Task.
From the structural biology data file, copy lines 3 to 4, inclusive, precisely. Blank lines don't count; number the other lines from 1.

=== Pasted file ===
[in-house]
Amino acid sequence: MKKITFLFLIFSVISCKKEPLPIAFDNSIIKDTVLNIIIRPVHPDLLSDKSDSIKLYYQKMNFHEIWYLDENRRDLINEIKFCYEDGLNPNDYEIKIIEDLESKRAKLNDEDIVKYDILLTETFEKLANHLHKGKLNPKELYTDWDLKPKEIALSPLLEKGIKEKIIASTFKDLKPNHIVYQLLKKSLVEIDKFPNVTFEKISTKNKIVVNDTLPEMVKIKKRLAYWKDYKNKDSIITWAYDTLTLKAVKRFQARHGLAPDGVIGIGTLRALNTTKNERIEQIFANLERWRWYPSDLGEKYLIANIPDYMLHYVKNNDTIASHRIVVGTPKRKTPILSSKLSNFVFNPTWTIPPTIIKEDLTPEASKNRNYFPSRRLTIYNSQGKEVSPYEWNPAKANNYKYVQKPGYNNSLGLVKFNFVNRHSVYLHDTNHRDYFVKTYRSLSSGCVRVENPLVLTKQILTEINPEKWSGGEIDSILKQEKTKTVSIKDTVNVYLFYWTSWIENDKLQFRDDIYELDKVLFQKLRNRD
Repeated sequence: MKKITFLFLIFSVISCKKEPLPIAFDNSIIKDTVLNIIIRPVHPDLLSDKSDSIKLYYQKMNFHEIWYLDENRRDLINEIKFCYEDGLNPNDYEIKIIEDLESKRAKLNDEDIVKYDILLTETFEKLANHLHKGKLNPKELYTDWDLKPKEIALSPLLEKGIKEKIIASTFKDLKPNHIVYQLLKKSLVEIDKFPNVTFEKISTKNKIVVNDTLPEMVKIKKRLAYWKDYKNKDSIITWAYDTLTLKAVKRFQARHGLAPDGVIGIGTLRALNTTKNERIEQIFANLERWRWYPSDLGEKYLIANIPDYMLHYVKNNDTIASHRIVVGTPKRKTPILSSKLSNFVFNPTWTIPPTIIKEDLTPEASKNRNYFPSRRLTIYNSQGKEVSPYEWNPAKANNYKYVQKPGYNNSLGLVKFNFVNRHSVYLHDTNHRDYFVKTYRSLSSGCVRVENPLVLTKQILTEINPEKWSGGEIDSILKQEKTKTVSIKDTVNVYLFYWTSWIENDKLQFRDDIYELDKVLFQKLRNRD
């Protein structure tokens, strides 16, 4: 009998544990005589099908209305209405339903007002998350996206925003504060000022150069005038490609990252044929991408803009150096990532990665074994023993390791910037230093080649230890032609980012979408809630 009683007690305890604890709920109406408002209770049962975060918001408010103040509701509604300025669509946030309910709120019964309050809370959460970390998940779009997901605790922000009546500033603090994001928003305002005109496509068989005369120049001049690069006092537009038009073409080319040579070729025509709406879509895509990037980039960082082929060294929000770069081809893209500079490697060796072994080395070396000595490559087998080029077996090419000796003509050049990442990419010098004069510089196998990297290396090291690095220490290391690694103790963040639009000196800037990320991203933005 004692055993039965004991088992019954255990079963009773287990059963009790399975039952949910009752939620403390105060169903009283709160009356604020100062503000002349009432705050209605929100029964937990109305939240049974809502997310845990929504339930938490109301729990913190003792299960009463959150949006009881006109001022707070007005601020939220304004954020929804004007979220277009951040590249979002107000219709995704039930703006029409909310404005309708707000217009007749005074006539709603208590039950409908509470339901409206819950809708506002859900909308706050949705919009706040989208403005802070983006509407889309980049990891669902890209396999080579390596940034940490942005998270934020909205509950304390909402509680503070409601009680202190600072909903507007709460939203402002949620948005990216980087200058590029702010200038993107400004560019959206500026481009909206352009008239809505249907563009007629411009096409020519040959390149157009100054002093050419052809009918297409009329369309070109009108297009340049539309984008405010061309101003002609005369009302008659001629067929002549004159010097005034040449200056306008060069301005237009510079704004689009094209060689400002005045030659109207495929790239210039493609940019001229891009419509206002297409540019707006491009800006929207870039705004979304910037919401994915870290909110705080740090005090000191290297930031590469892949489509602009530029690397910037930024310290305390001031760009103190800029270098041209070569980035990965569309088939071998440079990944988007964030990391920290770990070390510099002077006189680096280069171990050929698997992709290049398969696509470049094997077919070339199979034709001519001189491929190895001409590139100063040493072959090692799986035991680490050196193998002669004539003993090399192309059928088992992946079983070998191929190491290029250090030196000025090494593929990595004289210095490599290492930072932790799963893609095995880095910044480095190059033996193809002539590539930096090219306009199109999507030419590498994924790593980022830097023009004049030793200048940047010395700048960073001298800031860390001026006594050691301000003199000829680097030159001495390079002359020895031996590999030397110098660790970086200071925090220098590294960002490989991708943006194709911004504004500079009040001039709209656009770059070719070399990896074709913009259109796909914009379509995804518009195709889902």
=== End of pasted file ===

Repeated sequence: MKKITFLFLIFSVISCKKEPLPIAFDNSIIKDTVLNIIIRPVHPDLLSDKSDSIKLYYQKMNFHEIWYLDENRRDLINEIKFCYEDGLNPNDYEIKIIEDLESKRAKLNDEDIVKYDILLTETFEKLANHLHKGKLNPKELYTDWDLKPKEIALSPLLEKGIKEKIIASTFKDLKPNHIVYQLLKKSLVEIDKFPNVTFEKISTKNKIVVNDTLPEMVKIKKRLAYWKDYKNKDSIITWAYDTLTLKAVKRFQARHGLAPDGVIGIGTLRALNTTKNERIEQIFANLERWRWYPSDLGEKYLIANIPDYMLHYVKNNDTIASHRIVVGTPKRKTPILSSKLSNFVFNPTWTIPPTIIKEDLTPEASKNRNYFPSRRLTIYNSQGKEVSPYEWNPAKANNYKYVQKPGYNNSLGLVKFNFVNRHSVYLHDTNHRDYFVKTYRSLSSGCVRVENPLVLTKQILTEINPEKWSGGEIDSILKQEKTKTVSIKDTVNVYLFYWTSWIENDKLQFRDDIYELDKVLFQKLRNRD
């Protein structure tokens, strides 16, 4: 009998544990005589099908209305209405339903007002998350996206925003504060000022150069005038490609990252044929991408803009150096990532990665074994023993390791910037230093080649230890032609980012979408809630 009683007690305890604890709920109406408002209770049962975060918001408010103040509701509604300025669509946030309910709120019964309050809370959460970390998940779009997901605790922000009546500033603090994001928003305002005109496509068989005369120049001049690069006092537009038009073409080319040579070729025509709406879509895509990037980039960082082929060294929000770069081809893209500079490697060796072994080395070396000595490559087998080029077996090419000796003509050049990442990419010098004069510089196998990297290396090291690095220490290391690694103790963040639009000196800037990320991203933005 004692055993039965004991088992019954255990079963009773287990059963009790399975039952949910009752939620403390105060169903009283709160009356604020100062503000002349009432705050209605929100029964937990109305939240049974809502997310845990929504339930938490109301729990913190003792299960009463959150949006009881006109001022707070007005601020939220304004954020929804004007979220277009951040590249979002107000219709995704039930703006029409909310404005309708707000217009007749005074006539709603208590039950409908509470339901409206819950809708506002859900909308706050949705919009706040989208403005802070983006509407889309980049990891669902890209396999080579390596940034940490942005998270934020909205509950304390909402509680503070409601009680202190600072909903507007709460939203402002949620948005990216980087200058590029702010200038993107400004560019959206500026481009909206352009008239809505249907563009007629411009096409020519040959390149157009100054002093050419052809009918297409009329369309070109009108297009340049539309984008405010061309101003002609005369009302008659001629067929002549004159010097005034040449200056306008060069301005237009510079704004689009094209060689400002005045030659109207495929790239210039493609940019001229891009419509206002297409540019707006491009800006929207870039705004979304910037919401994915870290909110705080740090005090000191290297930031590469892949489509602009530029690397910037930024310290305390001031760009103190800029270098041209070569980035990965569309088939071998440079990944988007964030990391920290770990070390510099002077006189680096280069171990050929698997992709290049398969696509470049094997077919070339199979034709001519001189491929190895001409590139100063040493072959090692799986035991680490050196193998002669004539003993090399192309059928088992992946079983070998191929190491290029250090030196000025090494593929990595004289210095490599290492930072932790799963893609095995880095910044480095190059033996193809002539590539930096090219306009199109999507030419590498994924790593980022830097023009004049030793200048940047010395700048960073001298800031860390001026006594050691301000003199000829680097030159001495390079002359020895031996590999030397110098660790970086200071925090220098590294960002490989991708943006194709911004504004500079009040001039709209656009770059070719070399990896074709913009259109796909914009379509995804518009195709889902």